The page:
Materials provided to the Electronic Frontier Foundation (EFF) indicate that in 2006, the FBI received access to e-mail from an entire computer network instead of the single e-mail address that was approved by a secret intelligence court as a part of a national security investigation.
From the New York Times:
F.B.I. officials blamed an “apparent miscommunication” with the unnamed Internet provider, which mistakenly turned over all the e-mail from a small e-mail domain for which it served as host. The records were ultimately destroyed, officials said.
Bureau officials noticed a “surge” in the e-mail activity they were monitoring and realized that the provider had mistakenly set its filtering equipment to trap far more data than a judge had actually authorized.
The problem has received no discussion as part of the fierce debate in Congress about whether to expand the government’s wiretapping authorities and give legal immunity to private telecommunications companies that have helped in those operations.
But an intelligence official, who spoke on condition of anonymity because surveillance operations are classified, said: “It’s inevitable that these things will happen. It’s not weekly, but it’s common.”
What set of checks and balances should be used to avoid this problem? So far, the response has been that “mistakes happen,” and the offenders are often the “third-party error” on the part of the private company that “provided the F.B.I. [with] information we did not seek,” according to Valerie E. Caproni, the bureau’s general counsel.
On Feb. 15, President Bush scolded Congress for not extending the government’s authority to spy on foreign phone calls and e-mails that pass through the United States.
From the Associated Press:
A temporary law that makes it easier to carry out that spying expires Saturday night at midnight, and Bush and his top intelligence officials say the consequences are dire. Al-Qaida, Bush says, is “thinking about hurting the American people again,” and would be helped if U.S. eavesdropping is hampered.
The Democrats are equally adamant. Bush has all the authority he needs to intercept terrorist communications, even if the law expires, House Speaker Nancy Pelosi said Thursday. The congressional majority is simply trying to balance concerns about civil liberties against the government’s spy powers, and needs time to do it, she said.
A quirk in the temporary eavesdropping law adopted by Congress last August complicates the answer. The law allows the government to initiate wiretaps for up to one year against a wide range of targets. It also explicitly compels telecommunications companies to comply with the orders, and protects them from civil lawsuits that may be filed against them for doing so.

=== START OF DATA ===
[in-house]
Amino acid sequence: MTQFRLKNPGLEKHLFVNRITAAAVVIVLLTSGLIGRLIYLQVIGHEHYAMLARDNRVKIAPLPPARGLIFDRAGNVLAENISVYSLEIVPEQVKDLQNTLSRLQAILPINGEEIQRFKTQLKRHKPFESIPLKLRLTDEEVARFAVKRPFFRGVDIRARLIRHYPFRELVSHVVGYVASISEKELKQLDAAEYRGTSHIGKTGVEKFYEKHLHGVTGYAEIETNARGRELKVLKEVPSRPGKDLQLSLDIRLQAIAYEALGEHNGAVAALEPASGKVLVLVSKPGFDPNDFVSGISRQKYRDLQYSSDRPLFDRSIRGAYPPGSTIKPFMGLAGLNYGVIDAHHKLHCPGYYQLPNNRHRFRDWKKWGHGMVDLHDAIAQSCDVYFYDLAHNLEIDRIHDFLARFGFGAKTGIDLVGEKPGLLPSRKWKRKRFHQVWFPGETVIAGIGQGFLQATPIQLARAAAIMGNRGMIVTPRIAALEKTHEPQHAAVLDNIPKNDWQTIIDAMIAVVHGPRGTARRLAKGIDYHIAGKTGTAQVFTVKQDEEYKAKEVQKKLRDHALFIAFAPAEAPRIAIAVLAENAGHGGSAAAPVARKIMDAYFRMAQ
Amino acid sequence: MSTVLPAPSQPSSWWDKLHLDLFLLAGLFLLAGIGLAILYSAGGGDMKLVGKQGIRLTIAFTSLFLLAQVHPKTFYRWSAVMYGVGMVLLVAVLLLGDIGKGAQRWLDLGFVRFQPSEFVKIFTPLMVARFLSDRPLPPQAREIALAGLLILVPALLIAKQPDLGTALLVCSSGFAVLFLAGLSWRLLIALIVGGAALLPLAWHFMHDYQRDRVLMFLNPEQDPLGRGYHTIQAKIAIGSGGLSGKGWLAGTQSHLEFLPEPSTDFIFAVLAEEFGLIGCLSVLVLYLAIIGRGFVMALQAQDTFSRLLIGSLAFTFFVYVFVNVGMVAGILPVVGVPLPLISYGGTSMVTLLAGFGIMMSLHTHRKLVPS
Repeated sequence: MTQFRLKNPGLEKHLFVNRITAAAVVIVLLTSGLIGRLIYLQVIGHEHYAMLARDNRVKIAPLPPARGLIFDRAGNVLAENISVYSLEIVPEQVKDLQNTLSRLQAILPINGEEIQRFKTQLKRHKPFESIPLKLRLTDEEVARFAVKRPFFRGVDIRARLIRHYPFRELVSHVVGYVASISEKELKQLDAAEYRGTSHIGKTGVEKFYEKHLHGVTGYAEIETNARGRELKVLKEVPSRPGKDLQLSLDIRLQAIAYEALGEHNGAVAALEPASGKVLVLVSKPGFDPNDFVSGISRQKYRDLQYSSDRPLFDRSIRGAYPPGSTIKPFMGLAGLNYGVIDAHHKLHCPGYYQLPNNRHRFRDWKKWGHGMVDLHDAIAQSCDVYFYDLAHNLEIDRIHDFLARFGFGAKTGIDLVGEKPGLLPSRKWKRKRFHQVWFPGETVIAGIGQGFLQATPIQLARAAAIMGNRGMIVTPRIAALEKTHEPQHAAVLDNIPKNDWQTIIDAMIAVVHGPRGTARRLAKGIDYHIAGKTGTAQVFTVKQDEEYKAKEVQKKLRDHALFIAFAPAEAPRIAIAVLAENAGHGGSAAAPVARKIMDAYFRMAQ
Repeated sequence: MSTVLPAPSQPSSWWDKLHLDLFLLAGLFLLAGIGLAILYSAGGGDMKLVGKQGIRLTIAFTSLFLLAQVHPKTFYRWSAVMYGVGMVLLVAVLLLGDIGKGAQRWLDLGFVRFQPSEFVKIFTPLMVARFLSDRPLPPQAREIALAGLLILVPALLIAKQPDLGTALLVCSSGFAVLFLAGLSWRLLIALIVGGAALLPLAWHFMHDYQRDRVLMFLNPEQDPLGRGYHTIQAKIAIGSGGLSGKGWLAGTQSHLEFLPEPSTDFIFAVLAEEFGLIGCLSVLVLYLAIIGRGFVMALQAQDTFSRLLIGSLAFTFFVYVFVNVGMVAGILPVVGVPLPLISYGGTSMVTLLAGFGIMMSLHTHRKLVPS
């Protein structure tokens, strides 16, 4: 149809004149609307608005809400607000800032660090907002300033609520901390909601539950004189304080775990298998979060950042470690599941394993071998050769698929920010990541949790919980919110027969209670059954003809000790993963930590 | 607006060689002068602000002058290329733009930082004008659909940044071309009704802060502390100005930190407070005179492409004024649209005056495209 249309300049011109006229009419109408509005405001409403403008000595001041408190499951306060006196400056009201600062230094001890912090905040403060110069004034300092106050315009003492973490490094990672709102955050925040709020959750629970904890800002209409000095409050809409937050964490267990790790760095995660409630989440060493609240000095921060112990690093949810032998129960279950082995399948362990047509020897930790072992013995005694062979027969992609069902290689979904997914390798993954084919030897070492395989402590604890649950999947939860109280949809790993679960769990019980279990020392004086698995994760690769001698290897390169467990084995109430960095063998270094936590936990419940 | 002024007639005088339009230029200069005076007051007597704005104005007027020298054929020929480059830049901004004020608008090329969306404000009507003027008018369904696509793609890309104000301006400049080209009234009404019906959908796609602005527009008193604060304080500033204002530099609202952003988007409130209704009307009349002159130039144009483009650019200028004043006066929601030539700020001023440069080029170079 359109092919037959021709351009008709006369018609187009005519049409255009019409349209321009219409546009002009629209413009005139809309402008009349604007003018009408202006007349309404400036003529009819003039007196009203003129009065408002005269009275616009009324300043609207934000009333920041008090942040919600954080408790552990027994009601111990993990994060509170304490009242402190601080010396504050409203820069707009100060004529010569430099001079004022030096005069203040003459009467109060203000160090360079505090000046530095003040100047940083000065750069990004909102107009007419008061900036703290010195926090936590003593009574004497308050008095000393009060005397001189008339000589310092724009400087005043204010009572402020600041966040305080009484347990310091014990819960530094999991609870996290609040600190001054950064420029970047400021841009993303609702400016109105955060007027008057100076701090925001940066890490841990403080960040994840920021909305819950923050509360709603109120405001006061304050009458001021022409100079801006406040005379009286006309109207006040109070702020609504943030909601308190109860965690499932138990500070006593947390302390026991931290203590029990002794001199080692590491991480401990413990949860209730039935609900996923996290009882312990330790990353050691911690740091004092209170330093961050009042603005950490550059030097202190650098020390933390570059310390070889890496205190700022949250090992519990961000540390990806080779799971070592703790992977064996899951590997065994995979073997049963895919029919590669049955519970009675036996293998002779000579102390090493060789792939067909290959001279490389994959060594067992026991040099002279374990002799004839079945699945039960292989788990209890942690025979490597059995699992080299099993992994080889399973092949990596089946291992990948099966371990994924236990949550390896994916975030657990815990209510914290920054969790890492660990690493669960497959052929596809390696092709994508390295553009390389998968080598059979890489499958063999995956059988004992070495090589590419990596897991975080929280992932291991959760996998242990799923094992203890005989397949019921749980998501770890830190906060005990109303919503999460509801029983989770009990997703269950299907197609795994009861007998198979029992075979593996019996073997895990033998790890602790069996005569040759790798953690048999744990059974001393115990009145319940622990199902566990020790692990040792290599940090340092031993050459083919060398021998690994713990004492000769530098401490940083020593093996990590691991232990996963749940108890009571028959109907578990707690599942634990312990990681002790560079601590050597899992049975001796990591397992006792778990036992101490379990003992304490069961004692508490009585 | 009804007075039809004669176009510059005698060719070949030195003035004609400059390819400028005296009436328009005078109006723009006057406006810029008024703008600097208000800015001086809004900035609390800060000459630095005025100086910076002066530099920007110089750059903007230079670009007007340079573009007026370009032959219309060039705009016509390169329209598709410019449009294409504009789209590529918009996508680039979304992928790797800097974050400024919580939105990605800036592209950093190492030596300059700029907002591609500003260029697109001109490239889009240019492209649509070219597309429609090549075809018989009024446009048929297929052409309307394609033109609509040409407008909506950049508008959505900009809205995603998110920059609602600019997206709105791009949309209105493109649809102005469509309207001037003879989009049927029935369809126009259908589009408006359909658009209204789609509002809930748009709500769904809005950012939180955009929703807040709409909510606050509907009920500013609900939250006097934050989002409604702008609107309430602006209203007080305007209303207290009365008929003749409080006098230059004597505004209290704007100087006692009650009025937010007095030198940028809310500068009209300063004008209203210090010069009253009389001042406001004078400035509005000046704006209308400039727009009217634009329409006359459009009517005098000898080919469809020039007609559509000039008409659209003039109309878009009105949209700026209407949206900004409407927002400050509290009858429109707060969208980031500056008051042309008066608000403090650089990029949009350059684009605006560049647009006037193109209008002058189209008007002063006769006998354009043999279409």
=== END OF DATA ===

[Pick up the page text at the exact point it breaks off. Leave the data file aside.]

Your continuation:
But while the wiretap orders can go on for a year from the time they started, the compliance orders and the liability protections go away when the law expires, says Director of National Intelligence Mike McConnell.
“There is no longer a way to compel the private sector to help us,” he said Thursday in an Associated Press interview.
That is not exactly true. Even with the expiration of the law, the government can get an order from the secret Foreign Intelligence Surveillance Court to compel their cooperation. That court was created 30 years ago for just such a purpose.
The question is whether there are sufficient protections in place to safe-guard information gleaned and to avoid “over production” of information beyond the scope of the request.
About 40 lawsuits have been filed accusing AT&T, Verizon, and Sprint Nextel of violating Americans’ privacy rights in the surveillance program. As a result of Congress’ refusal to extend the temporary law passed in August past the Feb. 16 deadline, those companies may face additional exposure.
Given that there are obvious issues with legally acquired information in the inadvertent over-production by third-party providers, is the extension of the “Protect America Act” the right way to go? Democrats in Congress think that the question of automatic retroactive immunity for companies that provided private data without warrants is enough to give the law a second and more considered look.
What do you think? Are you comfortable with the idea that your private information can be handed over to the government without due process? Do you think that FISA is enough to give intelligence agencies what they need? If you were voting on the issue, how would you vote?
Internet provider gave hundreds of e-mails to FBI (Minnesota Star Tribune)